The Center for Information Technology Leadership (CITL) at Partners recently issued the results of a study estimating that there are 38 adverse drug events (ADEs) every year per ambulatory health care provider in the US. In theory, ACPOE could prevent about 14 of those mishaps, says the report. Nationwide adoption of ACPOE could eliminate more than 2 million drug errors annually—more than 130,000 of them life-threatening, the report says.

Cost savings from implementing ACPOE systems could be just as huge, according to the report. The reduction in ADEs alone would eliminate hospital admissions and visits that cost $2 billion a year. Much greater savings would come from reduced outlays for prescription drugs, lab tests, and imaging studies. The report suggests that improved decision support and better access to patient data mean that doctors will write more prescriptions for cheaper drugs as well as order fewer redundant or unnecessary tests.

The main flaw in this promising scenario is that physicians would bear the cost of implementing ACPOE, notes Jane Metzger, vice president of First Consulting Group in Lexington, MA. But the CITL report claims that by reducing the number of rejected insurance claims with better documentation and coding, an ACPOE system can raise revenues by an average $10 per visit. Middleton asserts that ambulatory EMRs with built-in ACPOE can pay for themselves within two years.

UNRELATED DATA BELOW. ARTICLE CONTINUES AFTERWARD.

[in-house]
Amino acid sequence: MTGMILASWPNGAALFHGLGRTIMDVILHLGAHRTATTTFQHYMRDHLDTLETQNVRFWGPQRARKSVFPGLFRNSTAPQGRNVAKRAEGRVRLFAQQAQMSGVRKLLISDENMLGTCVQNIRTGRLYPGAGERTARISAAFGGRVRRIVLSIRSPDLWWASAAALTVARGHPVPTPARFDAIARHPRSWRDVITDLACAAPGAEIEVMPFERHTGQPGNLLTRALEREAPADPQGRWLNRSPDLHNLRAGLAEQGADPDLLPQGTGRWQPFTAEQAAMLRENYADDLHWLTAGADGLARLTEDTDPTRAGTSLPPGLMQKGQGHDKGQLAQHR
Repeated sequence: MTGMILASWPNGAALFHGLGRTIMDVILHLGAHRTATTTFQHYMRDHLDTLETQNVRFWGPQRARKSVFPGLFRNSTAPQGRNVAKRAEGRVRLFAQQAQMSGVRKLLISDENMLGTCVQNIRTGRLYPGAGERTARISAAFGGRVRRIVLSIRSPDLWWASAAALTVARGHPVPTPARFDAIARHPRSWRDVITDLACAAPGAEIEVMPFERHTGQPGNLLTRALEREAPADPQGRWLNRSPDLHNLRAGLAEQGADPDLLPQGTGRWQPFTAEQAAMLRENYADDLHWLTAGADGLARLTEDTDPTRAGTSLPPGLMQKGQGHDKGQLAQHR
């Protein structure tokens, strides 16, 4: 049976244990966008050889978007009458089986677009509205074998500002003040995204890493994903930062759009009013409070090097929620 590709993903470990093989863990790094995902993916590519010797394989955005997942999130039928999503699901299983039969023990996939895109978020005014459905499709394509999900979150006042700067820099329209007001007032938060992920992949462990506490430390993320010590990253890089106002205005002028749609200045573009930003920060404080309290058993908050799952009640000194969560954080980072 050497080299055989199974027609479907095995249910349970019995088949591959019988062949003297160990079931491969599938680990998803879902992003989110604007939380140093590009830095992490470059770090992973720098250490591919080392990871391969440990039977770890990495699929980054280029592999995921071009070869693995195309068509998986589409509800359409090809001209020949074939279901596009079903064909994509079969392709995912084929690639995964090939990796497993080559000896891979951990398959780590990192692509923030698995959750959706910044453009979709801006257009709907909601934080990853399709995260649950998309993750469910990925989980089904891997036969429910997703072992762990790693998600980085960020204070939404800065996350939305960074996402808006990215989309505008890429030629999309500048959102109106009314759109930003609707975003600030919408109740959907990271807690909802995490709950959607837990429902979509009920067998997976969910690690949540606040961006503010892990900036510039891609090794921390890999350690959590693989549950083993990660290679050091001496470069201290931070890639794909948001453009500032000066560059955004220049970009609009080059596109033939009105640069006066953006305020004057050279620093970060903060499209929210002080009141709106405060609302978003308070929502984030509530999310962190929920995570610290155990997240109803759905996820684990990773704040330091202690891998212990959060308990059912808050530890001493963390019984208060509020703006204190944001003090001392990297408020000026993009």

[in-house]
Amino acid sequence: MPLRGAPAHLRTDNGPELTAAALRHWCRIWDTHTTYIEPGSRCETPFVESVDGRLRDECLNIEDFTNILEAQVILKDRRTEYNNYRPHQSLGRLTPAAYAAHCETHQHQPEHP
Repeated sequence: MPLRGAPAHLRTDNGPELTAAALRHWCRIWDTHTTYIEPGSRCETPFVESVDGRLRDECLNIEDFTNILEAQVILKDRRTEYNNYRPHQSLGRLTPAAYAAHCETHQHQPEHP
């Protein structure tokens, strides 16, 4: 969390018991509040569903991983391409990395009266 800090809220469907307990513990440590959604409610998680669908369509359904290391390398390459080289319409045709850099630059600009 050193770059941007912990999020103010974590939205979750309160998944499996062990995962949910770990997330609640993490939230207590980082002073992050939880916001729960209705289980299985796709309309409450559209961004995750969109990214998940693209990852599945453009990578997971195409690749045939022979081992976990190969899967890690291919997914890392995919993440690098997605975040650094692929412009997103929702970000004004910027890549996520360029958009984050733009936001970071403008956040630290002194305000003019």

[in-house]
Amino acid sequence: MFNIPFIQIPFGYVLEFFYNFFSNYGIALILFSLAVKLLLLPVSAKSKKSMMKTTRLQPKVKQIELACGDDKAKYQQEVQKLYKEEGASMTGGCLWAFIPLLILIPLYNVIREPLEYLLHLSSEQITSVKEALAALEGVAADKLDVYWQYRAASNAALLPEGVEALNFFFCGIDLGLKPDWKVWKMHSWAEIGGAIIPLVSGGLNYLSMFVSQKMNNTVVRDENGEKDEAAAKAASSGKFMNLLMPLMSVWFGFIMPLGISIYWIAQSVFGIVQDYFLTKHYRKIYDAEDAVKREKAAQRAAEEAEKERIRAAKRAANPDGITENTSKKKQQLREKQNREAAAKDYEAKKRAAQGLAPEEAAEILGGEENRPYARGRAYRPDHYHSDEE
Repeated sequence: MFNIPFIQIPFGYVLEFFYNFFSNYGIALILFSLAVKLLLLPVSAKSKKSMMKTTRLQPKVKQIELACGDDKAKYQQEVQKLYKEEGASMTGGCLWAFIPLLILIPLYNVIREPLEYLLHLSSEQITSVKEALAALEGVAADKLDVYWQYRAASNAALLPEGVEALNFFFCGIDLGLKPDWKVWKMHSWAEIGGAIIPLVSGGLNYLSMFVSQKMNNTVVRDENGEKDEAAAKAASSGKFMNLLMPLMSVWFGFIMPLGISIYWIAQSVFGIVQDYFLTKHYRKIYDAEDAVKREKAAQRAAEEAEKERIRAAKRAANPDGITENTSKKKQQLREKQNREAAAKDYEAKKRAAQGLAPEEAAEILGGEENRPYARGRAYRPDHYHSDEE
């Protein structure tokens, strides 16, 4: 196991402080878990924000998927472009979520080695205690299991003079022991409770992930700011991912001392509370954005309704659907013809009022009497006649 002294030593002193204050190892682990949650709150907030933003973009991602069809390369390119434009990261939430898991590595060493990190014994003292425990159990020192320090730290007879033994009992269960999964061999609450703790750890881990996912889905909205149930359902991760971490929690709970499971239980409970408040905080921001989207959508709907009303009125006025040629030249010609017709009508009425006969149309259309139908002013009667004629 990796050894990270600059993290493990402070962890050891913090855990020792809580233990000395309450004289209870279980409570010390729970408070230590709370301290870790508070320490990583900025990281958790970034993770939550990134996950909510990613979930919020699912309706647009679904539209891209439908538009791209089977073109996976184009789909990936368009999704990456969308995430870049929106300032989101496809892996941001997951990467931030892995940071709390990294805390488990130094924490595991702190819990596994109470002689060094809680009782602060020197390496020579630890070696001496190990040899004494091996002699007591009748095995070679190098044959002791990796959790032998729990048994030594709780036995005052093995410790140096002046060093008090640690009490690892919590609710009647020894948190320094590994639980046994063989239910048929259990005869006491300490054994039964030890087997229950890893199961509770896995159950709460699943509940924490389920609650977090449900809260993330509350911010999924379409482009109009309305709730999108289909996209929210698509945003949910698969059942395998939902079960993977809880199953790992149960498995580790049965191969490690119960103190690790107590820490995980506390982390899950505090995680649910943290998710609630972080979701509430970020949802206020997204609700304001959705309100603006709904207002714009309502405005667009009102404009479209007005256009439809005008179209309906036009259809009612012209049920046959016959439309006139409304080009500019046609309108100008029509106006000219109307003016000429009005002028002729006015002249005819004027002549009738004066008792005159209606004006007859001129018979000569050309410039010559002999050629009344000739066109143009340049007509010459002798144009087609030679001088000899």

In any case, he predicts, pressure from employers and the government will motivate physicians to install these systems. For instance, The Leapfrog Group, a consortium of private and public purchasers of health care, plans to announce criteria for reducing outpatient medical errors. The criteria probably will include electronic prescribing, online review of lab results, and computerized reminders for screening tests, says Leapfrog Executive Director Suzanne Delbanco.

A roadmap to the future in a Delaware network